Allison Elliott-Shannon

By

College: Medicine

UK Study: State Recovery Centers Decrease Substance Abuse, Offer Cost Savings to Kentucky

Published: Mar 27, 2012

 

LEXINGTON, Ky. (March 27, 2012) — Governor Steve Beshear, the Recovery Kentucky Task Force and the University of Kentucky Center on Drug and Alcohol Research (CDAR) have released a new report showing positive outcomes of Recovery Centers coordinated by the Kentucky Housing Corporation. Located throughout the state with half of the 100 bed units for women and half for men, these centers provide long-term residential support to individuals in recovery from dependence on alcohol and drugs.

 

The study by CDAR centered around two important policy questions: (1) does participation in a Recovery Center result in increased rates of abstinence from substance abuse, and (2) does participation result in lower costs to state government and to the citizens of Kentucky?

 

The UK team, led by Robert Walker, assistant professor in the UK College of Medicine Department of Behavioral Science, and his CDAR colleagues, conducted interviews with a random sample of participants about one year after entering a Recovery Center. Among the positive findings are the following:

  

  • The percent of individuals who were abstinent from alcohol increased significantly from 37.5 percent at admission to 93.3percent 12 months later.
  • The percent of individuals with abstinence from illicit drugs increased significantly from 23.3 percent at admission to 87.5 percent 12 months later.
  • At follow-up, fully 75.1percent had been abstinent from both alcohol and drugs for the past 6 months.
  • The number of individuals who reported going to mutual help recovery group meetings -like Alcoholics Anonymous, Narcotics Anonymous or other self-help groups- increased from 45.3 percent at baseline to 81.1 percent at follow-up, representing a 79.1 percent increase.
  • The number of individuals who reported being arrested decreased significantly from 71.4 percent at baseline to 11.3 percent at follow-up, which was an 84.1 percent decrease.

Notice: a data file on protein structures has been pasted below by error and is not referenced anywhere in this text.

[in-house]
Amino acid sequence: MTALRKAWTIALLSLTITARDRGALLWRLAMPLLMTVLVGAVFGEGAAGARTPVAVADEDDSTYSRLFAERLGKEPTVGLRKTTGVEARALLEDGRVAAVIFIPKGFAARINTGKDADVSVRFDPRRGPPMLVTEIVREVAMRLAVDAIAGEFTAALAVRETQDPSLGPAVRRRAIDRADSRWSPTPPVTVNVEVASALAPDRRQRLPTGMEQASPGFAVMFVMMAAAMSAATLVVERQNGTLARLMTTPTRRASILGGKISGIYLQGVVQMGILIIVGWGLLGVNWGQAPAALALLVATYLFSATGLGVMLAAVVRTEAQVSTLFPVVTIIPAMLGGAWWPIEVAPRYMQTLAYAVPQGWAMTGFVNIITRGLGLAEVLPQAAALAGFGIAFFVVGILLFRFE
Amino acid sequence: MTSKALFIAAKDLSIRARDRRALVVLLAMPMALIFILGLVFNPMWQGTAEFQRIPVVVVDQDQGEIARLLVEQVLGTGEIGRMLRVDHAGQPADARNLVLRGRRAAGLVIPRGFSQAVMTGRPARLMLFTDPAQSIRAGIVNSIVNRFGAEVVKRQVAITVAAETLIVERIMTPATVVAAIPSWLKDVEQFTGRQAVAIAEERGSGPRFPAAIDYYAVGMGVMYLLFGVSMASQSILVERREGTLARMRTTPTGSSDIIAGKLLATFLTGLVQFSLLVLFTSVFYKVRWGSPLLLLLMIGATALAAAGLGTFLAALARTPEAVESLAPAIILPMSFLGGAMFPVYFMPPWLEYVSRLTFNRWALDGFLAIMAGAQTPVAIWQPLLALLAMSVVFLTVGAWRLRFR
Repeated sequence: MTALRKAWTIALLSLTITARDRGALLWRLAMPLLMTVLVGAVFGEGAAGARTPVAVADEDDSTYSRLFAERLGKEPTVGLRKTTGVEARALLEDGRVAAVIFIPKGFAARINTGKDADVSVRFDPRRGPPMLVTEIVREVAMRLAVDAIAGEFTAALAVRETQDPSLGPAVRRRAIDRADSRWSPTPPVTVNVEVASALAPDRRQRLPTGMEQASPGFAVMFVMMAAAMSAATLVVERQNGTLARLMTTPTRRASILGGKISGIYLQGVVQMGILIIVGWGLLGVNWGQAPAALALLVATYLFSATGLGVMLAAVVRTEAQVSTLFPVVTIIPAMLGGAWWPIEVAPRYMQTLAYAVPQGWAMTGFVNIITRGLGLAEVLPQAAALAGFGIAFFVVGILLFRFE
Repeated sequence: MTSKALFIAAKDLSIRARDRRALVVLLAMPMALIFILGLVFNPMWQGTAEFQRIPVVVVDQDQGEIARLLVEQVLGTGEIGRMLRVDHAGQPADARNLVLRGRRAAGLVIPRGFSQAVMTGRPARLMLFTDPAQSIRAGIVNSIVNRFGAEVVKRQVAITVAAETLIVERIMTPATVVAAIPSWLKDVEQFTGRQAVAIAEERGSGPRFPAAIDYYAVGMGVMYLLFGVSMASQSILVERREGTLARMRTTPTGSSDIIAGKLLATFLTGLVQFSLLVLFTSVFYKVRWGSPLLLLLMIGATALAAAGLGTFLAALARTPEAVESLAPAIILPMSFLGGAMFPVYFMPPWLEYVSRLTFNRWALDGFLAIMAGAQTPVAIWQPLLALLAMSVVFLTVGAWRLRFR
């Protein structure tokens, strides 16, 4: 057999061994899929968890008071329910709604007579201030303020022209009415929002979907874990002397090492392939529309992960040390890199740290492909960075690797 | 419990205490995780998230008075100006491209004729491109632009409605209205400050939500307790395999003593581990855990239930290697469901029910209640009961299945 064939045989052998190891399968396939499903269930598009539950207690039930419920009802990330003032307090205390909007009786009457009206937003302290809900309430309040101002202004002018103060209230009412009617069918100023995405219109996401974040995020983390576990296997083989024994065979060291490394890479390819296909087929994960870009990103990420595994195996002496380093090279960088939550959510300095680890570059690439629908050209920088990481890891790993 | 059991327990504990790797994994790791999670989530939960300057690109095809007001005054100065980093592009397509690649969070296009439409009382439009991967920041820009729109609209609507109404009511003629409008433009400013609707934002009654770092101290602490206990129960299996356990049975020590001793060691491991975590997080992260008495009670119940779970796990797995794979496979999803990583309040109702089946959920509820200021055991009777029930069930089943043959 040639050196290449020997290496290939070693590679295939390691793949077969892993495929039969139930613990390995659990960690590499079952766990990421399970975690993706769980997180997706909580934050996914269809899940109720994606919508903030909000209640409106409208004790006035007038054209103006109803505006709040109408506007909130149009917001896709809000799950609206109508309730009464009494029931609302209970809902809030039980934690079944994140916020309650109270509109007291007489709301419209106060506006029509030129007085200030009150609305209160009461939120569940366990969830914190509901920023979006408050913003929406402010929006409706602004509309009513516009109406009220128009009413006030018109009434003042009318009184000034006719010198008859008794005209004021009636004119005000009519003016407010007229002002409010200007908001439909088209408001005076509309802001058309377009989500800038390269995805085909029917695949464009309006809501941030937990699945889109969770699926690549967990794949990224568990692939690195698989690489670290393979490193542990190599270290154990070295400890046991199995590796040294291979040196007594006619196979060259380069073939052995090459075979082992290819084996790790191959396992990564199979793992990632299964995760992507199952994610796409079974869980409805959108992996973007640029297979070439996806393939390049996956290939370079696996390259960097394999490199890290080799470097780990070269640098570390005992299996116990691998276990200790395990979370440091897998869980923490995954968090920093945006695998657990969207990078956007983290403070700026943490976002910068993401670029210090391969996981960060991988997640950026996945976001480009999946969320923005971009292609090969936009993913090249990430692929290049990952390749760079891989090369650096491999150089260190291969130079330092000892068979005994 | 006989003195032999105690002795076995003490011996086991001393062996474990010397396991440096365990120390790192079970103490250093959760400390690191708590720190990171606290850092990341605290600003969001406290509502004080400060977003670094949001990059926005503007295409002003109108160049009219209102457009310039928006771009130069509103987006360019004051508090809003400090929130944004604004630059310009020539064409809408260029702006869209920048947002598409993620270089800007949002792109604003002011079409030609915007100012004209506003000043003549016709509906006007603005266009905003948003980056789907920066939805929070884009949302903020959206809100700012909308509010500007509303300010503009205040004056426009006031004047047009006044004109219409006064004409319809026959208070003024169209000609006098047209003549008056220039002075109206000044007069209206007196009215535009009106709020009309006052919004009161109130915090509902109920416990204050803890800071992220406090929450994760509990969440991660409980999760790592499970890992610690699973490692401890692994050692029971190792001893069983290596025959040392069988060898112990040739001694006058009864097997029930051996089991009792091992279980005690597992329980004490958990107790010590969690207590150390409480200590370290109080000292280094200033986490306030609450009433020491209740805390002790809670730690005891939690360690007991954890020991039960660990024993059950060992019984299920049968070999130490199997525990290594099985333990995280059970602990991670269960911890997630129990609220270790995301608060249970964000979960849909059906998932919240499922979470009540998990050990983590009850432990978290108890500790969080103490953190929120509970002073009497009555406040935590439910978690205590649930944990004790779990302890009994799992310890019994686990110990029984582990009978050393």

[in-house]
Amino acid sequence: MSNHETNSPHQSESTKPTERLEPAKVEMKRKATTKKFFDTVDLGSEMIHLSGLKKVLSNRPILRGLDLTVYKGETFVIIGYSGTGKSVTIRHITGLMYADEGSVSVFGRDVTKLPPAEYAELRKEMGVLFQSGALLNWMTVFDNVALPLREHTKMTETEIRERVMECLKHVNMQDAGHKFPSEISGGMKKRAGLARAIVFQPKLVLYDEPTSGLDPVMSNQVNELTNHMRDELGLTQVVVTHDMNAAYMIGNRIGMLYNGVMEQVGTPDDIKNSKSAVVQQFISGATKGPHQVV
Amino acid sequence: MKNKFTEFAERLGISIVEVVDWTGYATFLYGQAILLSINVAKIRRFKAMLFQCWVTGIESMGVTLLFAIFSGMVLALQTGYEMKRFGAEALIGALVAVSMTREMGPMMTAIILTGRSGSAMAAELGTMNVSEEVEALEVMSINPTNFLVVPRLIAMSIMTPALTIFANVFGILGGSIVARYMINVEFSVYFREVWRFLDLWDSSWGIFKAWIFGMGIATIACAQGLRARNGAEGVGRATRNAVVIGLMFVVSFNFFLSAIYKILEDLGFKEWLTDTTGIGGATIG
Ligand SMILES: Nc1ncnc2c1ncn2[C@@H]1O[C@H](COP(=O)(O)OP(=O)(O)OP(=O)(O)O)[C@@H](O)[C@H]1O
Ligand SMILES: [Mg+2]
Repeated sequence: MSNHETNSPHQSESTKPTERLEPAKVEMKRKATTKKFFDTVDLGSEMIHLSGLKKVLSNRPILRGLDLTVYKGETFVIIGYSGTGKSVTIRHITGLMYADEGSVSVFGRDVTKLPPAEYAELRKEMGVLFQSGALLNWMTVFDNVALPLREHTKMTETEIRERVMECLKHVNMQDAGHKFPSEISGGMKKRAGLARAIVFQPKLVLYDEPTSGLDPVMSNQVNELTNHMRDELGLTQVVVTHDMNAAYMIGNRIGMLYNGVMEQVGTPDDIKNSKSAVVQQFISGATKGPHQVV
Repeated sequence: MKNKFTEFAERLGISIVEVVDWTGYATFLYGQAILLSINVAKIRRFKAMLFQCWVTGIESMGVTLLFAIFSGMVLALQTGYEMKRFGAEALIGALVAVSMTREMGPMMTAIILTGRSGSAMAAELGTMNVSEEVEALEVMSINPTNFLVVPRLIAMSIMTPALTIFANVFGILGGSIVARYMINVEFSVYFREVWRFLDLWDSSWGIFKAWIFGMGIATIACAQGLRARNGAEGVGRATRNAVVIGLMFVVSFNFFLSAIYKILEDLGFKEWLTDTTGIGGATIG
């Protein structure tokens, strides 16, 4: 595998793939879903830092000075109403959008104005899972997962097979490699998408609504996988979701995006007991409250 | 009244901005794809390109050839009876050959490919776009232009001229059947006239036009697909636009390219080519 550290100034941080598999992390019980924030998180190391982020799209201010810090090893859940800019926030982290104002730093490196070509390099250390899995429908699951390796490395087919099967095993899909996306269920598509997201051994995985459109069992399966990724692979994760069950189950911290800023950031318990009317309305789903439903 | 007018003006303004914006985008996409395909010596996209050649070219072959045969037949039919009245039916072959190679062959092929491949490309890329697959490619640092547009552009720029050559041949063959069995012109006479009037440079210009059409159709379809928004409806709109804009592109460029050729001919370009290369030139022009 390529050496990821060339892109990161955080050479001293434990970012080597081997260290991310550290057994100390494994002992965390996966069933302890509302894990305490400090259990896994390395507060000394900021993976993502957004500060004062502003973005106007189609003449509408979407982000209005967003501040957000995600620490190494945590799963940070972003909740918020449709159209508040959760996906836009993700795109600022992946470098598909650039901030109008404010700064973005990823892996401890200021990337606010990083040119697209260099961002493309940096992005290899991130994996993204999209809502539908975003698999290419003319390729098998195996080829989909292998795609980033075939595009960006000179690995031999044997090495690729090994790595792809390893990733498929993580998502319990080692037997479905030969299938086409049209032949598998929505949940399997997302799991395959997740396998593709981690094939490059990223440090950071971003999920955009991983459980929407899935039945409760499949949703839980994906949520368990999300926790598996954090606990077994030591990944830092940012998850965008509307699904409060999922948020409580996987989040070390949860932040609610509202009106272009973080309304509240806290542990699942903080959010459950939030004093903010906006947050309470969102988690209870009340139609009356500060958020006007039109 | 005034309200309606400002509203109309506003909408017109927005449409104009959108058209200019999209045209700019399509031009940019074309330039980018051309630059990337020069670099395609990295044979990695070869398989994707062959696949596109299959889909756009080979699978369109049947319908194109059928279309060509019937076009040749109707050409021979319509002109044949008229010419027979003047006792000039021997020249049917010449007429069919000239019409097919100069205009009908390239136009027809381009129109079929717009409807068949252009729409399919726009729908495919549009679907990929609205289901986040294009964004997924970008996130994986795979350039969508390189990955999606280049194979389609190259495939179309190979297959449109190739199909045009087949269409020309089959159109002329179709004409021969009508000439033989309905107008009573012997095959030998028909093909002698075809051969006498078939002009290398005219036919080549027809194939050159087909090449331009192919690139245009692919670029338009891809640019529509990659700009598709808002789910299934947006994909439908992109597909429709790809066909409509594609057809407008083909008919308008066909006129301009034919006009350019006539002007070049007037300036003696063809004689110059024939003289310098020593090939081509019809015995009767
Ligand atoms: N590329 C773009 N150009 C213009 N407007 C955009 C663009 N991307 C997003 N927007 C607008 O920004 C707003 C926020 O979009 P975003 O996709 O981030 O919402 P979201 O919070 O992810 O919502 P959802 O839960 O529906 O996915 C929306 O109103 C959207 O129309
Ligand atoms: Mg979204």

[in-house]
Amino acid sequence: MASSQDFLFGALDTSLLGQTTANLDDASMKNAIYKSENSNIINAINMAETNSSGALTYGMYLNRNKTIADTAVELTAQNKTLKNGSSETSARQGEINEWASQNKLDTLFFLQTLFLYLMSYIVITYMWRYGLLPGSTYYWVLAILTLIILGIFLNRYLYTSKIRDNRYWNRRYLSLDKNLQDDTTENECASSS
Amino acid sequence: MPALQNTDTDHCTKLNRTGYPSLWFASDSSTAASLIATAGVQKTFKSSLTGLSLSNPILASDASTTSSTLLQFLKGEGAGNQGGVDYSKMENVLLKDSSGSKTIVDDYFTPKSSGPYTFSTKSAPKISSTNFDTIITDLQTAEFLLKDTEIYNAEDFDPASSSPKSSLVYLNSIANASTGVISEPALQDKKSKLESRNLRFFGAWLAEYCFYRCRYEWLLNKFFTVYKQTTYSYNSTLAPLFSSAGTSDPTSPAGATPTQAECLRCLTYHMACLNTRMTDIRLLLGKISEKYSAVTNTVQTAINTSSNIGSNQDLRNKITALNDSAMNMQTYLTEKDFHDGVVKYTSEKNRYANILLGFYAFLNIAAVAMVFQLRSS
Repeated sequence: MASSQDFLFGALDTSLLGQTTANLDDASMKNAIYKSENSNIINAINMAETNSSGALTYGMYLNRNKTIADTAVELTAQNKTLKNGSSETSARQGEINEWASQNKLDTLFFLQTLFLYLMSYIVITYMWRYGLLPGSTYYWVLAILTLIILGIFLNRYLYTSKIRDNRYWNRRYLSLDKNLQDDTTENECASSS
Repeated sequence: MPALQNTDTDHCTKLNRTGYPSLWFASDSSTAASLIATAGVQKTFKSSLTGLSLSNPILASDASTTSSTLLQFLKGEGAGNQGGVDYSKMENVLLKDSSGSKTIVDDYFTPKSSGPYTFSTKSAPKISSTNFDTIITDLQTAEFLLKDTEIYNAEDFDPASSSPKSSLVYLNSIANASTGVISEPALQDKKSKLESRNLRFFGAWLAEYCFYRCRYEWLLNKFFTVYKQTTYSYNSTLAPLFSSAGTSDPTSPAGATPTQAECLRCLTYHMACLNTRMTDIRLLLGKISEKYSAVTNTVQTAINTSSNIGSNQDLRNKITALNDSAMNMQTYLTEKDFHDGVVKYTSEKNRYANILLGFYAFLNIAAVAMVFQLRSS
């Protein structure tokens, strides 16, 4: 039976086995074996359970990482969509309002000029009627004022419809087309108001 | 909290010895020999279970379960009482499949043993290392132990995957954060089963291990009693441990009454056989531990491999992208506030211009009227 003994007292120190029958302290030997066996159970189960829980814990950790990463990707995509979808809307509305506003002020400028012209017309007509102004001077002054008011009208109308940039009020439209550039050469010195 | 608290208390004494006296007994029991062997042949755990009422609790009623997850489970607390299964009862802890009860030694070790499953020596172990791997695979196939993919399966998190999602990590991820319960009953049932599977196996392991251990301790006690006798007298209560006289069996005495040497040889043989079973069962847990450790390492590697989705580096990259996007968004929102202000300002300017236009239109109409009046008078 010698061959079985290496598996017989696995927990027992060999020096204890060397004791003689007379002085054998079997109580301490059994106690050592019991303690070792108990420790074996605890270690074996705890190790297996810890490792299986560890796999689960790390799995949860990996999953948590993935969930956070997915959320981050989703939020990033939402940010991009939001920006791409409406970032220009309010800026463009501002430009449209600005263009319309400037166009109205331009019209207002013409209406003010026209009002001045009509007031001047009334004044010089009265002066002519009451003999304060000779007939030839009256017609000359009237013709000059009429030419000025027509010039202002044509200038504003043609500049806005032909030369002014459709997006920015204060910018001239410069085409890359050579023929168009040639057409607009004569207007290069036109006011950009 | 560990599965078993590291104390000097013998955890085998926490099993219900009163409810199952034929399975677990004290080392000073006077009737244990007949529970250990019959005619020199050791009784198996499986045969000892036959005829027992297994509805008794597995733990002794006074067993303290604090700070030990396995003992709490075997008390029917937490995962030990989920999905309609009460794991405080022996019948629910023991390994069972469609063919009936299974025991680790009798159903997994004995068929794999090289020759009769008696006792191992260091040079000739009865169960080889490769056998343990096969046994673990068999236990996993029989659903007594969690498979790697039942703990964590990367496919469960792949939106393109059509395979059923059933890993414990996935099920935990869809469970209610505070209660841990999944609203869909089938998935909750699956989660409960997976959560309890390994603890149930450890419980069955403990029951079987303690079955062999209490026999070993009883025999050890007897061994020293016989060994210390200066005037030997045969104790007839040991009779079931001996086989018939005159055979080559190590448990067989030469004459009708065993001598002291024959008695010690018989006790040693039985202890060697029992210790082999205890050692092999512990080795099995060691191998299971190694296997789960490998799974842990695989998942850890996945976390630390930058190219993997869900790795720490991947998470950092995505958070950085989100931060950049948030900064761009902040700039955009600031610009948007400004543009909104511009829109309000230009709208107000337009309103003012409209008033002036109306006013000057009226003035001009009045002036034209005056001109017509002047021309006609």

• The number of individuals who reported spending time in jail or prison decreased significantly from 74.1 percent at baseline to 11.3 percent at follow-up, which was an 84.9 percent decrease.

In addition, the report found cost savings associated with participation in a Recovery Center. The study utilized two major Federal studies of the cost of alcoholism and drug abuse on the nation to calculate and factor in the costs of users before and after participation in recovery services. Typically, substance-dependent individuals who are active users incur costs to society through lost employment, absenteeism, accidents, crime and health problems. Abstinence from substance abuse is associated with greatly reduced costs to society. Two major findings were:

 

  • Data from this sample of individuals participating in Recovery Centers suggest that for every dollar spent on recovery services, there was a $2.92 return in avoided costs.
  • In addition, there was a 93 percent reduction in victim cost of crimes from baseline to follow-up and a 94 percent reduction in incarceration for individuals in the sample.

 

Lastly, individuals participating had high satisfaction with the programs with individuals rating their overall experience an average of 8.7 on a scale from one to 10, with 10 representing the best possible experience.

 

These preliminary findings suggest that the behavioral outcomes and cost savings from recovery services are parallel to the outcomes from substance abuse treatment. The fact that Recovery Centers focus on individuals needing longer term residential support means that they add an important new component to the array of publicly supported substance abuse interventions.

 

State-funded treatment programs typically focus on shorter residential stays and a wide array of outpatient services. Recovery Centers complement these services with longer term residential care and provide critical support to the aims of House Bill 463.

 

MEDIA CONTACT: Allison Elliott, allison.elliott@uky.edu

 

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